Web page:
Impact of acute nicotine exposure on monoaminergic systems in adolescent and adult male and female rats.

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2022-09

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Abstract

Adolescence is a period of risk for beginning tobacco addiction. Differential neural response to nicotine in adolescents vs. adults may help explain the increased vulnerability to nicotine self-administration seen with adolescent onset. We indexed the effects of acute nicotine ditartrate (0.4 mg/kg, salt weight) administration on dopamine (DA) and serotonin (5HT) as well as the DA metabolite 3,4-dihydroxyphenylacetic acid (DOPAC) in several brain regions (nucleus accumbens, striatum and frontal cortex) of 6-week old (adolescent) and 10-week old (young adult) Sprague-Dawley rats. When nicotine was administered DA concentrations in the accumbens were significantly higher in adults than in adolescents, whereas there was no age-related difference without nicotine. However neither age group showed a significant effect of nicotine vs. age-matched controls. DA turnover in the accumbens was significantly greater in adolescent females in response to nicotine, but adult females did not show this effect and neither did males of either age group. DA turnover in the striatum was significantly higher in adolescents than adults regardless of nicotine administration. In the frontal cortex, there was a more complex effect. Without nicotine, adult male rats had higher DA concentrations than adolescent males, whereas female rats did not differ from adolescent to adult ages. When given nicotine, the age effect was no longer seen in males. However, there was not a significant effect of nicotine vs. age-matched controls in either age group. No age or nicotine effects were seen in females. 5HT in the accumbens was significantly increased by nicotine administration in adults but not in adolescents. Altered neural responsivity of adolescents to nicotine-induced neural effects particularly in accumbens DA and 5HT may be related to the increased nicotine dose concentrations they self-administer.

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10.1016/j.ntt.2022.107122

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Eddins, Donnie, Ann Petro and Edward D Levin (2022). Impact of acute nicotine exposure on monoaminergic systems in adolescent and adult male and female rats. Neurotoxicology and teratology, 93. p. 107122. 10.1016/j.ntt.2022.107122 Retrieved from https://hdl.handle.net/10161/29475.

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Levin

Edward Daniel Levin

Professor in Psychiatry and Behavioral Sciences

Dr. Levin is Chief of the Neurobehavioral Research Lab in the Psychiatry Department of Duke University Medical Center. His primary academic appointment is as Professor in the Department of Psychiatry and Behavioral Sciences. He also has secondary appointments in the Department Pharmacology and Cancer Biology, the Department of Psychological and Brain Sciences and the Nicholas School of the Environment at Duke. His primary research effort is to understand basic neural interactions underlying cognitive function and addiction and to apply this knowledge to better understand cognitive dysfunction and addiction disorders and to develop novel therapeutic treatments.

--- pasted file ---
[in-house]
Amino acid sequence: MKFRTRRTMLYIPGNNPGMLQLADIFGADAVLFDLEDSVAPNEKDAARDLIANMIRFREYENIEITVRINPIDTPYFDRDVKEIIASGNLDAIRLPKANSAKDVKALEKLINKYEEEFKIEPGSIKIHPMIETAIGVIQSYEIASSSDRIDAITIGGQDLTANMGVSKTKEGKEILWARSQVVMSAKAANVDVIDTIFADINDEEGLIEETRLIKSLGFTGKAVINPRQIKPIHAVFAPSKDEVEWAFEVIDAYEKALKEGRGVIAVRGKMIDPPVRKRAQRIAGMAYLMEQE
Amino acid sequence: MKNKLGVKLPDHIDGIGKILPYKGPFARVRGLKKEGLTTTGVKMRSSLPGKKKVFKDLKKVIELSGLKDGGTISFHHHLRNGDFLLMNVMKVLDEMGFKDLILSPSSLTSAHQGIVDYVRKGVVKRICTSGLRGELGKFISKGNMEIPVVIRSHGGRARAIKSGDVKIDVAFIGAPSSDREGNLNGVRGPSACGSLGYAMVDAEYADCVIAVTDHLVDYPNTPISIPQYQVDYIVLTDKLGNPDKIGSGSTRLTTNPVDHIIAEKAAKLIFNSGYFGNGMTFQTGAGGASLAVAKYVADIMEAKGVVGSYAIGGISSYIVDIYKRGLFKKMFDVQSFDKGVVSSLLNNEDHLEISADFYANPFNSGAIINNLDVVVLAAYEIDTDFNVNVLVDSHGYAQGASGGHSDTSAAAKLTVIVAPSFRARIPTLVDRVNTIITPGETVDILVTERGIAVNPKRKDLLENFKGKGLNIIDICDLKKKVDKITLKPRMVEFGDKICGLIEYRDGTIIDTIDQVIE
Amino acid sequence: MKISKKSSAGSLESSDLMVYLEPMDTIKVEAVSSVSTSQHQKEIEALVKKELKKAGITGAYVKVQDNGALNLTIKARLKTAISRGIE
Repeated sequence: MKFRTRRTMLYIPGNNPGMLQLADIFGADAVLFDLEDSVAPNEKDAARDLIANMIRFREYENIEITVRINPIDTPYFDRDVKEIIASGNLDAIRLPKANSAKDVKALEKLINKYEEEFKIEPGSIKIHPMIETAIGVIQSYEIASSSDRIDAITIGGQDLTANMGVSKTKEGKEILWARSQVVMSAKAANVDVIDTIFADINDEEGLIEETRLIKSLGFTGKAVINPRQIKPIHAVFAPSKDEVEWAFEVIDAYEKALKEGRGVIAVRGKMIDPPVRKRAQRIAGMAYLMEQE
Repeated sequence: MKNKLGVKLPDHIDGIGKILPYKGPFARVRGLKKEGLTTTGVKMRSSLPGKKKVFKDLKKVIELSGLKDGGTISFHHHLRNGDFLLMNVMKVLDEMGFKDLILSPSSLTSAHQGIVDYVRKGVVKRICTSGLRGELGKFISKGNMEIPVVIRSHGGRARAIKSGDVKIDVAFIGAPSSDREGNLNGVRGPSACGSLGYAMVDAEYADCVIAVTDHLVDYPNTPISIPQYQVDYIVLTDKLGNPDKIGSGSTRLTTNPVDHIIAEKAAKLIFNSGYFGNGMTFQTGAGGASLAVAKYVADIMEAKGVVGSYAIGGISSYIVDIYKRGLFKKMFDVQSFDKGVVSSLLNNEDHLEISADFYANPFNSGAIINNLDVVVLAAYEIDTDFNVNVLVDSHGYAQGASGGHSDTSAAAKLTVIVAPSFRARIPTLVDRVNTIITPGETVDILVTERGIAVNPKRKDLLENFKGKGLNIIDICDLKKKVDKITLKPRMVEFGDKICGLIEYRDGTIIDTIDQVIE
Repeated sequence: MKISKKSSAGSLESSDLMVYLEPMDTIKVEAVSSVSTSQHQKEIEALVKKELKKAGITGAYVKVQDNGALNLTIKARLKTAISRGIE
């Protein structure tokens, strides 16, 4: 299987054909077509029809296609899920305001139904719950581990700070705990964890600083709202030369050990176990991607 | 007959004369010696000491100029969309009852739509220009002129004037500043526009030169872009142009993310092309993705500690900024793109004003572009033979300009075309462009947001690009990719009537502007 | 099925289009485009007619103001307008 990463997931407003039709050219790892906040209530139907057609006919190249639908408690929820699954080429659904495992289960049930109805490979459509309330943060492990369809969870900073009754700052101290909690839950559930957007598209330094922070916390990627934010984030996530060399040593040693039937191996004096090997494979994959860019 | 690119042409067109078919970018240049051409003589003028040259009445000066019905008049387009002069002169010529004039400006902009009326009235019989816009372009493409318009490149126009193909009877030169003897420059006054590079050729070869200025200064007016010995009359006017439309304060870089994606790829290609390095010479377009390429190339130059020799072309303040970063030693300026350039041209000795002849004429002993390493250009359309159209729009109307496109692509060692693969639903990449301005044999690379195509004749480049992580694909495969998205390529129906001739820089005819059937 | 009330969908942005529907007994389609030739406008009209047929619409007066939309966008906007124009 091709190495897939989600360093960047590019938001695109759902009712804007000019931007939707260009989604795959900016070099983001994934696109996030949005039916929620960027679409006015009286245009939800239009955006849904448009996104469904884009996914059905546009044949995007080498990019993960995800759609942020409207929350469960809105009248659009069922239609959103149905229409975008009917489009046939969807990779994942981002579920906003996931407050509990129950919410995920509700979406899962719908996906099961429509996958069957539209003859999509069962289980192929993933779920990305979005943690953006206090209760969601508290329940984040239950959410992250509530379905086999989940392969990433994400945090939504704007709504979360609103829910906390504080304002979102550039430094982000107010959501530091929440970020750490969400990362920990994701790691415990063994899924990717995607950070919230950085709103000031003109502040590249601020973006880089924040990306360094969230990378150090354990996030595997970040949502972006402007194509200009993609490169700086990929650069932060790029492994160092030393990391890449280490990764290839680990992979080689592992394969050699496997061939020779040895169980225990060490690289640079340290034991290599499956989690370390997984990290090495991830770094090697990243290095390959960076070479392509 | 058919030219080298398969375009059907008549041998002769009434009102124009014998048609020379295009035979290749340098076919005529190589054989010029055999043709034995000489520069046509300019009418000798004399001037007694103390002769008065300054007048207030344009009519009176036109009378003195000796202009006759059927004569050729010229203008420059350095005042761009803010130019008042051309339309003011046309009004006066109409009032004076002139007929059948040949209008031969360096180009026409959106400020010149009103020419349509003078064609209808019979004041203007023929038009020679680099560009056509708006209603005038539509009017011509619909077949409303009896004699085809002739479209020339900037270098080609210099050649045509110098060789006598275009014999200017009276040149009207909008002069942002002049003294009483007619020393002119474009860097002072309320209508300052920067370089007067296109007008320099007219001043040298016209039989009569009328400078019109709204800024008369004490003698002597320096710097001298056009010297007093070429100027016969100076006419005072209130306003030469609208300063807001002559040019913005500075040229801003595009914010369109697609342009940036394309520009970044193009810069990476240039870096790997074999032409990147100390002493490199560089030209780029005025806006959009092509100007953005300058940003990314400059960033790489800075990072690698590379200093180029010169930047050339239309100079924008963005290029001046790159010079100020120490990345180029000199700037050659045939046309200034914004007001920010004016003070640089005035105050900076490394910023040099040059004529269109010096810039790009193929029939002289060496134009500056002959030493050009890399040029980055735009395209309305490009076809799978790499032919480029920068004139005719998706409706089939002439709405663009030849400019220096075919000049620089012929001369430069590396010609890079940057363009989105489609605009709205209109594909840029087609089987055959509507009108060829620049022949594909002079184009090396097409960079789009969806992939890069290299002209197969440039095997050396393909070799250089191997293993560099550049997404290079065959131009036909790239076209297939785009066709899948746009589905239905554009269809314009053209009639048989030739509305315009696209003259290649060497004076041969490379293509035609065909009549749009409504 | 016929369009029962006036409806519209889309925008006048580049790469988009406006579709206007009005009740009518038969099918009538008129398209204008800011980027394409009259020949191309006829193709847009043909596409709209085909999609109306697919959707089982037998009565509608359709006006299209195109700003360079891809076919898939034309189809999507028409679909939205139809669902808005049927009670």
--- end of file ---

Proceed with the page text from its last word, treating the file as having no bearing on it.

The three main research components of his laboratory are focused on the themes of the basic neurobiology of cognition and addiction, neurobehavioral toxicology and the development of novel therapeutic treatments for cognitive dysfunction and substance abuse. Currently, our principal research focus concerns nicotine. We have documented the basic effects of nicotine on learning memory and attention as well as nicotine self-administration. We are continuing with more mechanistic studies in rat models using selective lesions, local infusions and neurotransmitter interaction studies. We have found that nicotine improves memory performance not only in normal rats, but also in rats with lesions of hippocampal and basal forebrain connections. We are concentrating on alpha7 and alpha4beta2 nicotinic receptor subtypes in the hippocampus, amygdala , thalamus and frontal cortex and how they interact with dopamine D1 and D2 and glutamate NMDA systems with regard to memory and addiction. I am also conducting studies on human cognitive behavior. We have current studies to assess nicotine effects on attention, memory and mental processing speed in schizophrenia, Alzheimer's Disease and Attention Deficit Hyperactivity Disorder. In the area of neurobehavioral toxicology, I have continuing projects to characterize the adverse effects of prenatal and adolescent nicotine exposure. Our primary project in neurobehavioral toxicology focuses on the cognitive deficits caused by the marine toxins. The basic and applied aims of our research complement each other nicely. The findings concerning neural mechanisms underlying cognitive function help direct the behavioral toxicology and therapeutic development studies, while the applied studies provide important functional information concerning the importance of the basic mechanisms under investigation.


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